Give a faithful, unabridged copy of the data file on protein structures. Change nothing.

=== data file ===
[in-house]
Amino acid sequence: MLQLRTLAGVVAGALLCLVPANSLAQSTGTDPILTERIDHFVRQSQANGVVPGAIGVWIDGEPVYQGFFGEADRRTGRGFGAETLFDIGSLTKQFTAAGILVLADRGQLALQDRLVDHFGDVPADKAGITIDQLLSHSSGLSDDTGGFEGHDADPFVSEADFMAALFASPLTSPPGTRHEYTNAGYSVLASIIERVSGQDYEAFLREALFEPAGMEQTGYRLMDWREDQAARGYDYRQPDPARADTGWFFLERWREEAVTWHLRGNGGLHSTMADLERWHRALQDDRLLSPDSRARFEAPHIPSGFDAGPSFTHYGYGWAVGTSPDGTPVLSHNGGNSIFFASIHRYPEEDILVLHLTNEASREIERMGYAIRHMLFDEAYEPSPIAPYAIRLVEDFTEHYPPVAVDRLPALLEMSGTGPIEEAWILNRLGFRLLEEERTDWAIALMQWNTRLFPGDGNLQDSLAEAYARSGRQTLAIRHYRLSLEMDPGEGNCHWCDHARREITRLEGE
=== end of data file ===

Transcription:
[in-house]
Amino acid sequence: MLQLRTLAGVVAGALLCLVPANSLAQSTGTDPILTERIDHFVRQSQANGVVPGAIGVWIDGEPVYQGFFGEADRRTGRGFGAETLFDIGSLTKQFTAAGILVLADRGQLALQDRLVDHFGDVPADKAGITIDQLLSHSSGLSDDTGGFEGHDADPFVSEADFMAALFASPLTSPPGTRHEYTNAGYSVLASIIERVSGQDYEAFLREALFEPAGMEQTGYRLMDWREDQAARGYDYRQPDPARADTGWFFLERWREEAVTWHLRGNGGLHSTMADLERWHRALQDDRLLSPDSRARFEAPHIPSGFDAGPSFTHYGYGWAVGTSPDGTPVLSHNGGNSIFFASIHRYPEEDILVLHLTNEASREIERMGYAIRHMLFDEAYEPSPIAPYAIRLVEDFTEHYPPVAVDRLPALLEMSGTGPIEEAWILNRLGFRLLEEERTDWAIALMQWNTRLFPGDGNLQDSLAEAYARSGRQTLAIRHYRLSLEMDPGEGNCHWCDHARREITRLEGE